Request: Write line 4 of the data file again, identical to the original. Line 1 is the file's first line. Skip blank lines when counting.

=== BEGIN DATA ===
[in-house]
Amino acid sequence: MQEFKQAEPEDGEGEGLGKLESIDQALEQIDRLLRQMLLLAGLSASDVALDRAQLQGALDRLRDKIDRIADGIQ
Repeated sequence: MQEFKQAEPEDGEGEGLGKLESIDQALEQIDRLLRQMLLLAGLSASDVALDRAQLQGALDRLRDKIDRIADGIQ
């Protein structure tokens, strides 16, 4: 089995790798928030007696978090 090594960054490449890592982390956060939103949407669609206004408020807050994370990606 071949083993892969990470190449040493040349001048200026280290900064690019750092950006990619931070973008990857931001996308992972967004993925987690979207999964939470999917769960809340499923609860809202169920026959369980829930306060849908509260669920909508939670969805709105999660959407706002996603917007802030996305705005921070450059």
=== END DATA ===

């Protein structure tokens, strides 16, 4: 089995790798928030007696978090 090594960054490449890592982390956060939103949407669609206004408020807050994370990606 071949083993892969990470190449040493040349001048200026280290900064690019750092950006990619931070973008990857931001996308992972967004993925987690979207999964939470999917769960809340499923609860809202169920026959369980829930306060849908509260669920909508939670969805709105999660959407706002996603917007802030996305705005921070450059």